The Wacky Florida Ferret Freak

We truly live in interesting times.

Thanks to my quick email to a popular blog, I’ve apparently become known as “that crazy guy in Florida who loves ferrets”. This is not an accolade I sought out, I can assure you. Certainly I love my ferret girls and am happy to have them as pets, but I’m far from being a crusader for ferret rights or anything like that. Nevertheless, that’s apparently how I’m being perceived.

Here’s what happened.

On Monday, I was reading Andrew Sullivan’s blog The Daily Dish, a site that I visit several times a day. Sullivan is one of my favorite bloggers, and I’m always interested to hear his take on daily events, as well as see what he’s linking to on any particular day. It so happens that yesterday, he had linked to an article about a poll in San Diego. The title of the link was “Gays vs. Ferrets?

I followed the link to a rather silly article that summarized the results of the poll. Basically, it says that when surveyed about various topics, the residents of San Diego ranked “Gay Marriage” several percentage points above “Legalizing Ferret Ownership” (ferrets are illegal in California, as well as in Hawaii). The headline read “Gay Marriage now more popular than rodents”.

Those who know me know what a stickler I am about biological classifications and cladistics. What annoyed me about the article was the comment that ferrets are “rodents”, when they are quite clearly not. Ferrets are carnivores, members of the Mustelid family; taxonomically, they’re in between cats and dogs, perhaps a little closer to dogs than cats. Rodents are a completely and totally different class of animal.

In addition, I thought it was pretty funny that the article made it sound like they were actually pitting Gays against Ferrets, when in reality all they were doing was comparing the polling numbers of two completely unrelated questions.

So, I dashed off the following email to Andrew Sullivan on my lunch hour:

Dear Andrew,

Gays versus Ferrets? What am I supposed to do with this information? My partner and I own two ferrets, whom we refer to as “our fuzzy babies”, “the little munchkins”, or simply “The Girls”. Living in Florida, we are prevented from marrying or adopting – but at least they’re not taking our ferrets away from us!

If the poll was based on cuteness, I think my ferrets would probably win, however. You can see them here and judge for yourself. Sad that San Diego expresses its wisdom in endorsing gay marriage, but then displays its ignorance by continuing to ban ferrets.

And by the way, the headline of that article is completely wrong. Ferrets are not rodents, not even close. They are carnivores, same family as minks and raccoons. They’re directly related to both cats and dogs, biologically speaking. Ferrets posses the curiosity and resilience of a cat combined with the rambunctiousness and affection of a dog. They are perfect pets for a fastidious gay couple who like things neat, clean and orderly but who also enjoy a sloppy, furry kiss from an animal when they get home.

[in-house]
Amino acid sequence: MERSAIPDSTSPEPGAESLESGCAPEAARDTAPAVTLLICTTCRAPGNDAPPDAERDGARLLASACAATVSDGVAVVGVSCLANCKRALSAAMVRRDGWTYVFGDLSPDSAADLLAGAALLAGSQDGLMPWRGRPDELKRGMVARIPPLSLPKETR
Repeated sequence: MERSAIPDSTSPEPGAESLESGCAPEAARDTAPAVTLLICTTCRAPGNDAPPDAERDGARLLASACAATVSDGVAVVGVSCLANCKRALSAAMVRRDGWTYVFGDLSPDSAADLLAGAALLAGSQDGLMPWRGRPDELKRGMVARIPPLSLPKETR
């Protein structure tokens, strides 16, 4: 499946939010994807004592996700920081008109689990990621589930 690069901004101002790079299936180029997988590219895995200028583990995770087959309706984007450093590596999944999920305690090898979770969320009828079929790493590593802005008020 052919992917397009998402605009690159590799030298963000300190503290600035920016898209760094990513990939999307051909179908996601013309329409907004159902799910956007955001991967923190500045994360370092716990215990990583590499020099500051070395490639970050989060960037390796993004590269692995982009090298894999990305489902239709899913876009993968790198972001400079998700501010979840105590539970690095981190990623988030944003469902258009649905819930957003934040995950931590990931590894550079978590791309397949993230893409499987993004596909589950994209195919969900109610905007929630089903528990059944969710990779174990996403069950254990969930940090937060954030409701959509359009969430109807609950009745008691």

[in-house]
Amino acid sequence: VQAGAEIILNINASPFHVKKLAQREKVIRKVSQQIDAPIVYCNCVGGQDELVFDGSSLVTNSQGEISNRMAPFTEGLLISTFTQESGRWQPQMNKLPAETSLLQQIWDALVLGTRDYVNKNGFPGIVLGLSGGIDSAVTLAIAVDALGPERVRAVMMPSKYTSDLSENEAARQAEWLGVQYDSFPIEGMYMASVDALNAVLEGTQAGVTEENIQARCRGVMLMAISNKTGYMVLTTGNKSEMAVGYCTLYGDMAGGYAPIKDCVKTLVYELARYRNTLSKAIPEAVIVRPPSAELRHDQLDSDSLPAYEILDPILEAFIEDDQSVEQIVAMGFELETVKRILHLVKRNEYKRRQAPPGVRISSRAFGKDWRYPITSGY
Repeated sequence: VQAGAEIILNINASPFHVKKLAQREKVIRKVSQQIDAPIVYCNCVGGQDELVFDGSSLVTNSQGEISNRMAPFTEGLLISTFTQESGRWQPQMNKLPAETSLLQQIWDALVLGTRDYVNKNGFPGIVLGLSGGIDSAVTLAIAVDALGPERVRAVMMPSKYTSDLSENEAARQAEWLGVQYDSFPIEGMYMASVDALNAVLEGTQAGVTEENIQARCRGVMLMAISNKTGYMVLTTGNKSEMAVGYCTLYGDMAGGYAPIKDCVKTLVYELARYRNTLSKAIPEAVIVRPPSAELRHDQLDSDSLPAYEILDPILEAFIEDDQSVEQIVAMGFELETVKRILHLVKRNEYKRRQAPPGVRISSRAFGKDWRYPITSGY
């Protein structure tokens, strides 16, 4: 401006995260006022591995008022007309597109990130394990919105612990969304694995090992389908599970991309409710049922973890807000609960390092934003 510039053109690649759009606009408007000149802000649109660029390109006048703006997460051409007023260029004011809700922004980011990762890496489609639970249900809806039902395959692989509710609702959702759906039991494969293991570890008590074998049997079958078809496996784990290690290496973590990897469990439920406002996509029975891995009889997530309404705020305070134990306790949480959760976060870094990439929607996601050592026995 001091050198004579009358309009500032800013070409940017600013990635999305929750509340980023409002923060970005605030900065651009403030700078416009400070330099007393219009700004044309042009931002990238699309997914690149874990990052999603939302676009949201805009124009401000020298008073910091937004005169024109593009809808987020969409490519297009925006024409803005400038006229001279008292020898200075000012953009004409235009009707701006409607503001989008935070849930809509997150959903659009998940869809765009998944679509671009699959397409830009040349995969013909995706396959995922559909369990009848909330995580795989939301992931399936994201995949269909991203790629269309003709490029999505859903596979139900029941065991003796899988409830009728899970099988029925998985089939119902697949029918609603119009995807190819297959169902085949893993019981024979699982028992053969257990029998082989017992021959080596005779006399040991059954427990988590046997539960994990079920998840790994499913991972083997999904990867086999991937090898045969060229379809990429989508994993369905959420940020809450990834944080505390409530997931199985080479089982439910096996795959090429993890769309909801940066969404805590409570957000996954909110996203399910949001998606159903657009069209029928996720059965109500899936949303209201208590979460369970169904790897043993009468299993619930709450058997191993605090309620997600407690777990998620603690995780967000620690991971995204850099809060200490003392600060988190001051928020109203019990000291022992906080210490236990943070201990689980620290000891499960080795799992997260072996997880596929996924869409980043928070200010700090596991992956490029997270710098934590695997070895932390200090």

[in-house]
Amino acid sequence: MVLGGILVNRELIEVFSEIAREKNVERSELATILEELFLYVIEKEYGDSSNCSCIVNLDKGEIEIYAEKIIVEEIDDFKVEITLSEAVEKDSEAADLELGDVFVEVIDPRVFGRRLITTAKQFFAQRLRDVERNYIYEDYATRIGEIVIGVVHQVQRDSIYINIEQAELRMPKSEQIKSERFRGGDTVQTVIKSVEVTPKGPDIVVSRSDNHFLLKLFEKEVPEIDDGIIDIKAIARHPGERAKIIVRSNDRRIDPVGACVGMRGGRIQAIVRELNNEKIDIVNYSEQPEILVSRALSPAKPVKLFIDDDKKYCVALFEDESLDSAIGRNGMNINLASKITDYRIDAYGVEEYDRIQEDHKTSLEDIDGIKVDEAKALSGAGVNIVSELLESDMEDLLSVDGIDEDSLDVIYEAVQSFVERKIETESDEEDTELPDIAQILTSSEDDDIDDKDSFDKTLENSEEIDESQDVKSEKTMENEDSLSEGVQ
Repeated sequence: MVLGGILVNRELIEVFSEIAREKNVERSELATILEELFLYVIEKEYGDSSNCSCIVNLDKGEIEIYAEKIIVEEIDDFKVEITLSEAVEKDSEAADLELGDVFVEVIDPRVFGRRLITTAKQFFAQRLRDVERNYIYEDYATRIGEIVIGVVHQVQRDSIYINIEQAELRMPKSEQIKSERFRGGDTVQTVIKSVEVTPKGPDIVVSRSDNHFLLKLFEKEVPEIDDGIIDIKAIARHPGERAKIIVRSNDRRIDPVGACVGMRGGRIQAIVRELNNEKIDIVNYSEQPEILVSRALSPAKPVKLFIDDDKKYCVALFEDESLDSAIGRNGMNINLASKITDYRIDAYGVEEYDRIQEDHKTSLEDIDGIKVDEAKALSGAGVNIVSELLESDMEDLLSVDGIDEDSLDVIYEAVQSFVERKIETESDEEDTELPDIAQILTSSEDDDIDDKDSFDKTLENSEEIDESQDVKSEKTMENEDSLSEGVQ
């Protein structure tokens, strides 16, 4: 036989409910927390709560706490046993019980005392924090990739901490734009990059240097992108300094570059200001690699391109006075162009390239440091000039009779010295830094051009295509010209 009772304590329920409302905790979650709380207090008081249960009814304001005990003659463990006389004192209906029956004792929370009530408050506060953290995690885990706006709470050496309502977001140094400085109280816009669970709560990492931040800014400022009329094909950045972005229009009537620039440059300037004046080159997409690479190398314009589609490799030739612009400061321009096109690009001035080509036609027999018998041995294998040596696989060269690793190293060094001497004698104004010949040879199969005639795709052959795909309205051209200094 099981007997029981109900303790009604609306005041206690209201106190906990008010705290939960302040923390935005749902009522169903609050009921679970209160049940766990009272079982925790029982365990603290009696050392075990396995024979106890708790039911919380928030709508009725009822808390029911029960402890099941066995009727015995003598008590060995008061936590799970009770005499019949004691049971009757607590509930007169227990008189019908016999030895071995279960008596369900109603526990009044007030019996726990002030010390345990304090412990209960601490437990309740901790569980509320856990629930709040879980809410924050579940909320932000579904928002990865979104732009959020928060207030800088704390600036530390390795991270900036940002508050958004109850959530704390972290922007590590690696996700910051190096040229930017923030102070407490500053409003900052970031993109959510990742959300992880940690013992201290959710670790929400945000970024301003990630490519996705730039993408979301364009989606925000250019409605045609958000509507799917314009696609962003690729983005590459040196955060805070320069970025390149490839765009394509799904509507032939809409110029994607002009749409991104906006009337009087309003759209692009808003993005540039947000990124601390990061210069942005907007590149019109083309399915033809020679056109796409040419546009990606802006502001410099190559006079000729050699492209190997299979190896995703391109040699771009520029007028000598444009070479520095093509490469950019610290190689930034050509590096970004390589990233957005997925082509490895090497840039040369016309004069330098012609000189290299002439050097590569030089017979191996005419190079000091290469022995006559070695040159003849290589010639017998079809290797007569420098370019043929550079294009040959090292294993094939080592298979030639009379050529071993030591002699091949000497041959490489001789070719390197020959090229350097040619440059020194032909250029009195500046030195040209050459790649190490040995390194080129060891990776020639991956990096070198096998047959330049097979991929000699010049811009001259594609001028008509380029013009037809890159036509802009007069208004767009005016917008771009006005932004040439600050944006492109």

I thought it was pretty funny, and I was pleased with myself for coming up with the little double entendre at the end. I sent the email, and forgot all about it.

Until later in the day, when I visited Sullivan’s site again to check on the news… to find that he had quoted almost the entire message, and at that moment, it was the lead item on his web site. Well! I was pretty pleased.

Throughout the day, I got a variety of very nice comments from people who had followed Sullivan’s trackback link to my site, and read about our ferrets Sally and Freddie. To a person, they were all humorous and pleasant comments, including a number from fellow ferret owners.

But not everyone, it seems, felt the same way. Later in the day, I checked Sullivan’s blog again, and found that apparently I’d struck a raw nerve with at least a few people. Sullivan had now posted this message from a vocal ferret critic:

Pace your readers from Florida, ferrets cannot successfully be vaccinated against rabies, and have been recorded on multiple occasions to have gnawed the limbs of small babies, thinking the babies are appropriate prey. Ferrets as pets are illegal in 11 US states and in the City of New York. Several years ago, while I served as associate health commissioner of New York City, I was tasked with dealing with the loonies who styled themselves “Friends of Ferrets.”. David Dinkins’ administration quaked before these animal activists, doubting the wisdom of our orders to euthanize ferrets who had bitten humans. Thank God the Rudy became mayor and in one of his early acts, told the Friends of Ferrets where to put their filthy, smelly and dangerous pet rats.